That’s what I think we need to look for in politicians in general and a President in particular. A willingness to acknowledge mis-steps, to go against the grain and to acknowledge reality’s verdict on seemingly good ideas. I had hoped that Obama would be that way, but his stubbornness on Keynesian economics is just the latest illustration of his refusal to acknowledge reality. Of course, I don’t know that any of the GOP field feel bound by reality.

To me, this is one of conservatism’s core values: a willingness to acknowledge reality over dogma. Reagan reversed course on taxes when the deficit got big, reversed course on nuclear talks when the landscape changed and reversed course on Catastrophic Care when seniors went into open rebellion. Now this would be seen as flip-flopping. Then it was seen as a virtue: changing your opinion when the facts changed. Today’s slate — both liberal and conservative — seem more interested in just ignoring the facts. And all the brains in the world can’t overcome that.

State of the economy

The next time some libtard tells you that the left cares about jobs and is actually concerned about employment, remember this Bloomberg report on how bad things are:

McDonald’s Corp. (MCD), the world’s biggest restaurant chain, said it hired 24 percent more people than planned during an employment event this month. McDonald’s and its franchisees hired 62,000 people in the U.S. after receiving more than one million applications, the Oak Brook, Illinois-based company said today in an e-mailed statement. Previously, it said it planned to hire 50,000.

Bold is me. Get that? 1 million people applied for work at McD’s. That’s one million. That’s one million people without jobs willing to work at McD’s and ask you if you would like fries with that. Some 62K got jobs. That’s how the demcorats create jobs for ya. Obama was too busy to comment. Joy, joy.

UPDATE: Lucky for those of us that are not insane, it looks like most Americans get it. This economy sucks. What the left believes in sucks. The dollar is in a death spiral, and they don’t care. For those of us that know history means something, there is this great article about the Reagan vs. the Obama recovery

Growth: It’s been nearly two full years since the recession officially ended, and the economy is still struggling to get off the ground. It didn’t have to be this way. When the Commerce Department released its estimate for first-quarter growth — a meager 1.8% — President Obama’s chief economic adviser, Austan Goolsbee, at least conceded that “faster growth is needed to replace the jobs lost in the downturn.”

And granted, the economy needs to expand by at least 2.5% just to keep up with growth in the labor force. So at 1.8%, we’re essentially losing ground, a fact that last week’s 429,000 initial jobless claims underscores. But what Goolsbee didn’t acknowledge is that the economy could be growing at a much faster rate, and would be if it weren’t saddled with Obama’s reckless policies. How do we know this? Compare the two worst post-World War II recessions. Both the 1981-82 and the 2007-09 downturns were long (16 months and 18 months, respectively) and painful (unemployment peaked at 10.8% in 1981-82 and 10.1% in the last one).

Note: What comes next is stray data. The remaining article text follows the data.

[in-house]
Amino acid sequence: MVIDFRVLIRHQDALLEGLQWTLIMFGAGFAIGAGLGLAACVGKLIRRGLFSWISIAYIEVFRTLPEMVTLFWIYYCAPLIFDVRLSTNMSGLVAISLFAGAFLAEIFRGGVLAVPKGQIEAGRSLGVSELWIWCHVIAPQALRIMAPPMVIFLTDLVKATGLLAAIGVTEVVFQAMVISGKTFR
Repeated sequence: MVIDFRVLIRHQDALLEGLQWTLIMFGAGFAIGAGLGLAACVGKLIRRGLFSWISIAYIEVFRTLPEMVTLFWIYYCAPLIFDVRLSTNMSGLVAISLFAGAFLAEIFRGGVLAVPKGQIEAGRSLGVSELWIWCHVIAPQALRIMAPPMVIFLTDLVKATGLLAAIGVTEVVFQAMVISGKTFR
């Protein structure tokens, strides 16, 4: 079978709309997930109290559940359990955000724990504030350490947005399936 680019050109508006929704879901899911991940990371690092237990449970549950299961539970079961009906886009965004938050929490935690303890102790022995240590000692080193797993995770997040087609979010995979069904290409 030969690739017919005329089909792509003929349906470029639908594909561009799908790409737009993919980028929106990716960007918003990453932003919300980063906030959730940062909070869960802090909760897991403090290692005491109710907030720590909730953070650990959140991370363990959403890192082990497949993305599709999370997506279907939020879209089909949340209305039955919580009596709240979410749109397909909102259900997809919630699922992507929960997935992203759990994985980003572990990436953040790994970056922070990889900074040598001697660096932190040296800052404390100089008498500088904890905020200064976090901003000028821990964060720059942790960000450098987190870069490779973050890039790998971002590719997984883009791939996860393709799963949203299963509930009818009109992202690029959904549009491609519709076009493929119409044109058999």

What’s dramatically different, however, is how each president responded.

Obama massively increased spending, vastly expanded the regulatory state, and pushed through a government takeover of health care. What’s more, he constantly browbeats industry leaders, talks about the failings of the marketplace and endlessly advocates higher taxes on the most productive parts of the economy.

In contrast, Reagan pushed spending restraint, deregulated entire industries, massively cut taxes and waxed poetic about the wonders of a free economy.

For the economic illiterates this means Reagan trusted in the ingenuity of the American people, set them free of their government bureaucracy, and they flourished. Obama on the other hand expanded government, scammed the tax payers out of over a trillion dollars for his friends, lobbyists, operatives, and the many demcorat campaign coffers, and has run the most anti-business government – unless you are one of these mega corps in bed with the left of course like GE – since the stupid demcorat imposed schemes, laws, and scams resulted in the worst economic collapse of my life time, then promptly blamed Bush for that.